What we're left with on the Obsidian line is systems that are configured fairly modestly but are maximally reliable. As a result of these modest builds (overclocking isn't offered on this line for what should be obvious reasons) and smart component choices, it won't surprise you to see thermals are incredibly good.

Under heavy load the i5-2500K doesn't even hit 50C. To be fair, the processor is about the only part in the case short of the motherboard chipset generating heat, and Puget Systems has equipped it with the silent but effective Scythe Katana 3.

And under load, the Obsidian doesn't even pull 100 watts. At this point it's fair to suggest the Antec TruePower 650-watt power supply that ships standard with the Obsidian is complete overkill, but that power supply is actually the least expensive and least powerful one they offer in any build. Simplicity wins out here: system power draw at idle and load is impressively low. Puget's attention to detail is worth noting here, too: in our idle power their towers occupy the entire top of the chart. Even their overclocked SLI rig, the Deluge Mini, idles lower than CyberPower's Gamer Xtreme 4000...with a single card.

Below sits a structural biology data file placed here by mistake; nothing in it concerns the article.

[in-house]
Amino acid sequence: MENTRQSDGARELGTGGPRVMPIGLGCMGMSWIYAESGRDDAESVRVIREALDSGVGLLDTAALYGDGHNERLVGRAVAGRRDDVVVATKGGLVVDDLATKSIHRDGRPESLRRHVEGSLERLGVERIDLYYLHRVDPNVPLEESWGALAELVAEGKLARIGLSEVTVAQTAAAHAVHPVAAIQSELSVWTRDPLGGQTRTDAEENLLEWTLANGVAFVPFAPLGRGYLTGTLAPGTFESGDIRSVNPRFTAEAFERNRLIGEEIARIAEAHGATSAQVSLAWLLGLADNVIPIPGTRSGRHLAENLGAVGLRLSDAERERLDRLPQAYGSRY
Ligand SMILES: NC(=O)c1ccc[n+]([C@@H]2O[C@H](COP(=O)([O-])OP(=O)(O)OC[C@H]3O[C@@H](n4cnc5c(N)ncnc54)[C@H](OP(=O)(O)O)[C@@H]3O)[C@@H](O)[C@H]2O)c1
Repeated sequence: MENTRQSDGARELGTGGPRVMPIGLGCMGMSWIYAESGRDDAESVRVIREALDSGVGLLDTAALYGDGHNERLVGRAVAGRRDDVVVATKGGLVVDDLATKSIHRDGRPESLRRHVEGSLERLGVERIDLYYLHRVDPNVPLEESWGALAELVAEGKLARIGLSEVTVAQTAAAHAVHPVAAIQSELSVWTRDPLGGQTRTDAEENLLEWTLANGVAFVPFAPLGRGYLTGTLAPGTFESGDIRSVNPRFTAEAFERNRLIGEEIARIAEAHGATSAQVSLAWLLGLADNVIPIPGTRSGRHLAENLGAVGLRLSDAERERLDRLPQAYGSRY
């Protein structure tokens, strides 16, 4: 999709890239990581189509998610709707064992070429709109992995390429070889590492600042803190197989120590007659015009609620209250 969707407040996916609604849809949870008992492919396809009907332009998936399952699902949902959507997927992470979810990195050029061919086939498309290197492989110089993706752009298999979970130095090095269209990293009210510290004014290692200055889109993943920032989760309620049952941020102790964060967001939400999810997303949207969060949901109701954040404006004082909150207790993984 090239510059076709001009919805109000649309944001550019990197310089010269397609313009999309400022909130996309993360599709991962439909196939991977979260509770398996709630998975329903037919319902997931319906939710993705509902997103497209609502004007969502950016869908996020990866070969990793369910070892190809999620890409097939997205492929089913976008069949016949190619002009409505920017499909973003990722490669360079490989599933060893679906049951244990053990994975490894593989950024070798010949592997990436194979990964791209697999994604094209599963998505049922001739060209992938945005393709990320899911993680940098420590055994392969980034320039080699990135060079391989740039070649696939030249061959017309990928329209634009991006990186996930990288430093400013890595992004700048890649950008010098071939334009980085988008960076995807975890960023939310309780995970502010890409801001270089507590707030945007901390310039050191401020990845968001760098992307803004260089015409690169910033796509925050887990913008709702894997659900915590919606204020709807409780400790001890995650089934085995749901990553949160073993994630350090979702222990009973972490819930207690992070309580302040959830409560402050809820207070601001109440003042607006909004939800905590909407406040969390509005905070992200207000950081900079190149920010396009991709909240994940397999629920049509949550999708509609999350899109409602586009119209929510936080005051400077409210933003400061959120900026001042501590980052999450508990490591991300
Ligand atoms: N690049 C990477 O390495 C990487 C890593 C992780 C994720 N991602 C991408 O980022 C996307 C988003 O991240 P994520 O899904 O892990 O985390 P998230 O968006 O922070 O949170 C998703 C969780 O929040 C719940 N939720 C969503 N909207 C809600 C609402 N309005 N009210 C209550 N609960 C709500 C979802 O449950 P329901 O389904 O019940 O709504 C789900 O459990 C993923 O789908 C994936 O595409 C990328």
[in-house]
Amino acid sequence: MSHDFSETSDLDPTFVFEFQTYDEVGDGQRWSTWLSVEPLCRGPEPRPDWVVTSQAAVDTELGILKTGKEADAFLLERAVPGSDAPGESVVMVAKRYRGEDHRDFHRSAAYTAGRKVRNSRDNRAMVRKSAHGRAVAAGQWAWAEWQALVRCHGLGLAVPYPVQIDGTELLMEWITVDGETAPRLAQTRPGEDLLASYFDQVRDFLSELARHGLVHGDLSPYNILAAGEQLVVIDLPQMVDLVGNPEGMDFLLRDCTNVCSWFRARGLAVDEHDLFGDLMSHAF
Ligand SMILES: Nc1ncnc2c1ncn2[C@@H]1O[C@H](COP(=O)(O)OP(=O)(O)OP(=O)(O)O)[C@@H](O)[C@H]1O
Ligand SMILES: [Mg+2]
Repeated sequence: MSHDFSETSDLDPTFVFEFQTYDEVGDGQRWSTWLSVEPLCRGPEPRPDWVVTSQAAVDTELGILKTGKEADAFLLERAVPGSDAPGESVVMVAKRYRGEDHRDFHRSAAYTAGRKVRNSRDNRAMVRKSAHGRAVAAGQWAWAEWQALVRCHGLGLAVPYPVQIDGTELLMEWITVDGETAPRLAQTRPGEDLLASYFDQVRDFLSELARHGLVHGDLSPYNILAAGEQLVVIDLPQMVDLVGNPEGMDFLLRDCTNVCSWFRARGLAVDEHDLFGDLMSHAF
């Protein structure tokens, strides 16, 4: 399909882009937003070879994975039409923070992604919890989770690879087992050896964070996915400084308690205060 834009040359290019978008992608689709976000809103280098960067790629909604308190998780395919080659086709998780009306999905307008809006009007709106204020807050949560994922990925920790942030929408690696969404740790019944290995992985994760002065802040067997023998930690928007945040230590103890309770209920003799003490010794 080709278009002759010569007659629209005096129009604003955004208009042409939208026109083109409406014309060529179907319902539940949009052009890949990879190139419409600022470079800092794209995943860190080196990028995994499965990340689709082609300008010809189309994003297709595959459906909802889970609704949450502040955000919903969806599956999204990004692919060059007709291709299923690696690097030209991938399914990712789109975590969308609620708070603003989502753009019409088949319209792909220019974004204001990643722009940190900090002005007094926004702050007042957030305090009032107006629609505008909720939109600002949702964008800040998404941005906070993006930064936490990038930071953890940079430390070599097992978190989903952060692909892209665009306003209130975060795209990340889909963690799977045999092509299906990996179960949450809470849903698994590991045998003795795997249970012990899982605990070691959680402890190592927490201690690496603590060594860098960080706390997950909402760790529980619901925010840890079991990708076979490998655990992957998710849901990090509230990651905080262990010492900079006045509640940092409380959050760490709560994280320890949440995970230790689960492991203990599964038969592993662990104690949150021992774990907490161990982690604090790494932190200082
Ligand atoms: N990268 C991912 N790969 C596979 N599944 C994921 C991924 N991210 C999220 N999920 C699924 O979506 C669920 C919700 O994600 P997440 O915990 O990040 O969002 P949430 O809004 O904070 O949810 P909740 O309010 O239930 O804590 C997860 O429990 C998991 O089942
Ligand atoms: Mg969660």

Application and Futuremark Performance Conclusion: Reliability Above All Else
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  • Belard - Thursday, April 07, 2011 - link

    The Obsidian is designed for business people who don't want a generic looking Dell or HP or something that is tiny and hidden. Perhaps something they can see in their office.

    The parts makes it easy to work with and replace in the future. I had some older Dells that have to be sold for cheap or whatever because while the case/PSU are fine - the non-standard parts makes the computer fit for the city dump.

    I've changed out full offices out of DELLs into hand-built computers I made myself. Usually with Antec cases - high end when possible. I am usually able to do a complete rebuild on the inside while keeping the PSU / optical drive.